The double helix and the ‘wronged heroine’
As for the B form, she and everyone else at King’s recognized that it was some kind of helix. But to Franklin it was a distraction. At high humidity, water molecules crowded the atoms in DNA, producing a structure she described as “swollen”, “distended”, disordered. “Anyway,” she wrote in the notes for her 1951 seminar, under increased humidity, “the stuff ultimately dissolves, i.e. chains are separated from one another by water”5. She saw the B form as an artefact of being water-logged, a symptom of the loss of crystalline order — hence “paracrystalline”. This explains why, in late 1952 and early 1953, she rejected the argument that DNA was intrinsically helical.
From a chemist’s perspective, Franklin’s decision to focus on the crystalline A form was perfectly logical, as were the conclusions she drew from analysing it. But her focus on the drier A form ignored the very wet reality of the inside of a cell — which would mean that DNA took the more humid B form. Together with her insistence that the diffraction data be fully analysed before any modelling was attempted, it would hamper Franklin’s efforts for more than a year.
The meaning of Photograph 51
Even Franklin’s advocates often unwittingly perpetuate a caricatured view of her science — one that can be traced back to Watson’s reality-distorting 1968 bestseller, The Double Helix8. Watson’s version of the next, crucial stage in the story is often repeated to highlight how Franklin was deprived of due credit. Inadvertently, this undermines her.
According to Watson, in early 1953, he visited King’s and got into a row with Franklin. Wilkins, he wrote, rescued him from the confrontation and then showed him Photograph 51, a particularly clear image of the B form, taken 8 months earlier by Franklin and her graduate student Raymond Gosling. Franklin had put the photograph aside to concentrate on the A form. She was preparing to transfer to Birkbeck College, also in London, and had been instructed to leave her DNA work behind. Gosling was now being supervised by Wilkins, and he had given Wilkins the photograph. (He says he did so with Franklin’s knowledge9.) The image, Watson claimed in The Double Helix, showed that a DNA helix “must exist” — only a helical structure could produce those marks8.
Because of Watson’s narrative, people have made a fetish of Photograph 51. It has become the emblem of both Franklin’s achievement and her mistreatment.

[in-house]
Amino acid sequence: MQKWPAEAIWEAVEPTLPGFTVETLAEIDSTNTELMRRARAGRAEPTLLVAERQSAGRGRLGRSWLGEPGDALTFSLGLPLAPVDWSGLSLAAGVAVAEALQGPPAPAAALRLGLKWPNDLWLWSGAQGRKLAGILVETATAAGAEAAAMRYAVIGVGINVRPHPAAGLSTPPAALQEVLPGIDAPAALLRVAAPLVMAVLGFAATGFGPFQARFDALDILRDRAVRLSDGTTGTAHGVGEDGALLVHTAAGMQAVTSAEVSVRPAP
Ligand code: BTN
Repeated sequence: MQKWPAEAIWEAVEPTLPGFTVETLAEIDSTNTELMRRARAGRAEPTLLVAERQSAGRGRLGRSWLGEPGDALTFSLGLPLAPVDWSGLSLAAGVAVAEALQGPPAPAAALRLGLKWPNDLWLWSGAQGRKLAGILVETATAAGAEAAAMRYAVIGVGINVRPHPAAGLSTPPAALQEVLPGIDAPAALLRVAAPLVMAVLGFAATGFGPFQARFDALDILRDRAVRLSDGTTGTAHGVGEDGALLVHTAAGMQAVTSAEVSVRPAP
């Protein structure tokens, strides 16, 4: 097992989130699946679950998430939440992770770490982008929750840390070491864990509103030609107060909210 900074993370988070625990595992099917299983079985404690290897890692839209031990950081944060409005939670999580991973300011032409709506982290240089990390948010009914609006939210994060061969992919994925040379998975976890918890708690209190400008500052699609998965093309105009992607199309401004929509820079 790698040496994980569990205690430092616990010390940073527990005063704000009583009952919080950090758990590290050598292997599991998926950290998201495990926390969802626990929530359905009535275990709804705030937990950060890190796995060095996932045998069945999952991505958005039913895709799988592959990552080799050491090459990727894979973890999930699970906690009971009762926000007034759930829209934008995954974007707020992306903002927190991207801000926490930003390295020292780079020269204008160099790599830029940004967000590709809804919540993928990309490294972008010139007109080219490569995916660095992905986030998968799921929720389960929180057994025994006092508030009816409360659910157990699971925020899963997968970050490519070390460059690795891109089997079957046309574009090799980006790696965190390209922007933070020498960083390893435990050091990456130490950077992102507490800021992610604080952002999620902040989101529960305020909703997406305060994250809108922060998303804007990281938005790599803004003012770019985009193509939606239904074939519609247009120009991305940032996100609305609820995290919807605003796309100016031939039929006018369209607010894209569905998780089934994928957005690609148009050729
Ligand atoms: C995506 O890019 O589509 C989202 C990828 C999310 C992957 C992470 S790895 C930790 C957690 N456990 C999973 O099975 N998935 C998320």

But Watson’s narrative contains an absurd presumption. It implies that Franklin, the skilled chemist, could not understand her own data, whereas he, a crystallographic novice, apprehended it immediately. Moreover, everyone, even Watson, knew it was impossible to deduce any precise structure from a single photograph — other structures could have produced the same diffraction pattern. Without careful measurements — which Watson has insisted he did not make — all the image revealed was that the B form was probably some kind of helix, which no one doubted. Furthermore, various lines of evidence — including The Double Helix itself, read carefully — show that it played little, if any, part in Watson and Crick’s inching towards the correct structure between January and March 1953. In fact, it was other data from Franklin and Wilkins that proved crucial, and even then, what really happened was less malicious than is widely assumed.
Watson did get a jolt from seeing the photograph — because of when he saw it. Just days before, the Cambridge group had received a manuscript from the US chemist Linus Pauling, in which he’d claimed to have solved the DNA structure. Although Pauling had made some elementary errors, Lawrence Bragg, head of the Cavendish Laboratory, who had a long-standing rivalry with Pauling, had encouraged Watson and Crick to resume their model building. Watson had dropped in at King’s to show off Pauling’s blunder, and Wilkins had shown him the photograph. Fashioning that moment into the climax of The Double Helix was a literary device: a classic eureka moment, easy for lay readers to understand.
From 1951, Wilkins had kept Watson and Crick abreast of his work on the B form, in particular his belief that the structure contained one or more helices, repeated every 34 angstroms, and he might have said that within each repeat there were probably 10 elements. Shortly after Watson saw Photograph 51, Crick’s supervisor, Max Perutz, handed them an informal report of the activity of the King’s MRC unit, which he had been given as part of an official visit to the unit in December 1952. This included a page from Franklin, describing her work. In a 1969 letter to Science, although Perutz said that he regretted sharing the report without first consulting the King’s group, it was not confidential10. Indeed, a letter we have discovered from a King’s researcher, Pauline Cowan, written to Crick in January 1953, invites Crick to a talk by Franklin and Gosling, who, Cowan continues, “say that it is mostly for a non-crystallographic audience + that Perutz already knows more about it than they are likely to get across so you may not think it worthwhile coming”. Thus, Franklin seems to have assumed that Perutz would share his knowledge with Crick as part of the usual informal scientific exchange11.